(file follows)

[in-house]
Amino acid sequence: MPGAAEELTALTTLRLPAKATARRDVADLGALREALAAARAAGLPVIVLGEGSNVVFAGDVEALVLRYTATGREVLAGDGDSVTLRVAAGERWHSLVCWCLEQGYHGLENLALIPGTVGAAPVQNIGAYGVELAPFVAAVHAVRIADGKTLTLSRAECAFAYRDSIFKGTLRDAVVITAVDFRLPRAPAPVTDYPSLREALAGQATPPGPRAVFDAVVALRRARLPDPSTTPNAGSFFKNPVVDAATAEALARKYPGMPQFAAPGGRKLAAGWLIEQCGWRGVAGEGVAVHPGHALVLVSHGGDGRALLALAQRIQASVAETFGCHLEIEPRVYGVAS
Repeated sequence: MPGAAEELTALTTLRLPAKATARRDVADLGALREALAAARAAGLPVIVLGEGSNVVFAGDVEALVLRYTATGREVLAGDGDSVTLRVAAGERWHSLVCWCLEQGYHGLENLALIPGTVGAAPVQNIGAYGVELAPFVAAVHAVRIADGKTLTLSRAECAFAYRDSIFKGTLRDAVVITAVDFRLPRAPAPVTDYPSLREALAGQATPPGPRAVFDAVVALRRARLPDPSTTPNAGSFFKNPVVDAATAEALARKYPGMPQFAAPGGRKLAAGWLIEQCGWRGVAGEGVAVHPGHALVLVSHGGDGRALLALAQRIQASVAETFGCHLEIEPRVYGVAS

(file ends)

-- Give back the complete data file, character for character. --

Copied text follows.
[in-house]
Amino acid sequence: MPGAAEELTALTTLRLPAKATARRDVADLGALREALAAARAAGLPVIVLGEGSNVVFAGDVEALVLRYTATGREVLAGDGDSVTLRVAAGERWHSLVCWCLEQGYHGLENLALIPGTVGAAPVQNIGAYGVELAPFVAAVHAVRIADGKTLTLSRAECAFAYRDSIFKGTLRDAVVITAVDFRLPRAPAPVTDYPSLREALAGQATPPGPRAVFDAVVALRRARLPDPSTTPNAGSFFKNPVVDAATAEALARKYPGMPQFAAPGGRKLAAGWLIEQCGWRGVAGEGVAVHPGHALVLVSHGGDGRALLALAQRIQASVAETFGCHLEIEPRVYGVAS
Repeated sequence: MPGAAEELTALTTLRLPAKATARRDVADLGALREALAAARAAGLPVIVLGEGSNVVFAGDVEALVLRYTATGREVLAGDGDSVTLRVAAGERWHSLVCWCLEQGYHGLENLALIPGTVGAAPVQNIGAYGVELAPFVAAVHAVRIADGKTLTLSRAECAFAYRDSIFKGTLRDAVVITAVDFRLPRAPAPVTDYPSLREALAGQATPPGPRAVFDAVVALRRARLPDPSTTPNAGSFFKNPVVDAATAEALARKYPGMPQFAAPGGRKLAAGWLIEQCGWRGVAGEGVAVHPGHALVLVSHGGDGRALLALAQRIQASVAETFGCHLEIEPRVYGVAS